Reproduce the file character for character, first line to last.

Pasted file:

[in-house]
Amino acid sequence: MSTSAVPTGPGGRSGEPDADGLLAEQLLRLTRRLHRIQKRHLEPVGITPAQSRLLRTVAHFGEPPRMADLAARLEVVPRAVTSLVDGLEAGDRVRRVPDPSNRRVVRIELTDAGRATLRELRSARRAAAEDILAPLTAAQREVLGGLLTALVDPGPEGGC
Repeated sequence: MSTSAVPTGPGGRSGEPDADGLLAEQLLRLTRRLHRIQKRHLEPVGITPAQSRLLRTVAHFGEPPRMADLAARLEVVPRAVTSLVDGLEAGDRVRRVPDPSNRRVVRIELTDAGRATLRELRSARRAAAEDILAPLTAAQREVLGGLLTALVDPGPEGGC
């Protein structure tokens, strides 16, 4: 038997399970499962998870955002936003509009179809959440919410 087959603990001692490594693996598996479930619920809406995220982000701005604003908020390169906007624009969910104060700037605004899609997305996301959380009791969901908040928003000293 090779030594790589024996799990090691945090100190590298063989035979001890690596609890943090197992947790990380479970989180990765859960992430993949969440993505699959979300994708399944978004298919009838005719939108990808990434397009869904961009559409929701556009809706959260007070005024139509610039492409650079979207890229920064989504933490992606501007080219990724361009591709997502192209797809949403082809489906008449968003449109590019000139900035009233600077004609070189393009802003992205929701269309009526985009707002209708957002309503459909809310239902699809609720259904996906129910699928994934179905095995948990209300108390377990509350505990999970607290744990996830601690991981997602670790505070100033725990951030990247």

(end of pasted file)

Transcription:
[in-house]
Amino acid sequence: MSTSAVPTGPGGRSGEPDADGLLAEQLLRLTRRLHRIQKRHLEPVGITPAQSRLLRTVAHFGEPPRMADLAARLEVVPRAVTSLVDGLEAGDRVRRVPDPSNRRVVRIELTDAGRATLRELRSARRAAAEDILAPLTAAQREVLGGLLTALVDPGPEGGC
Repeated sequence: MSTSAVPTGPGGRSGEPDADGLLAEQLLRLTRRLHRIQKRHLEPVGITPAQSRLLRTVAHFGEPPRMADLAARLEVVPRAVTSLVDGLEAGDRVRRVPDPSNRRVVRIELTDAGRATLRELRSARRAAAEDILAPLTAAQREVLGGLLTALVDPGPEGGC
């Protein structure tokens, strides 16, 4: 038997399970499962998870955002936003509009179809959440919410 087959603990001692490594693996598996479930619920809406995220982000701005604003908020390169906007624009969910104060700037605004899609997305996301959380009791969901908040928003000293 090779030594790589024996799990090691945090100190590298063989035979001890690596609890943090197992947790990380479970989180990765859960992430993949969440993505699959979300994708399944978004298919009838005719939108990808990434397009869904961009559409929701556009809706959260007070005024139509610039492409650079979207890229920064989504933490992606501007080219990724361009591709997502192209797809949403082809489906008449968003449109590019000139900035009233600077004609070189393009802003992205929701269309009526985009707002209708957002309503459909809310239902699809609720259904996906129910699928994934179905095995948990209300108390377990509350505990999970607290744990996830601690991981997602670790505070100033725990951030990247």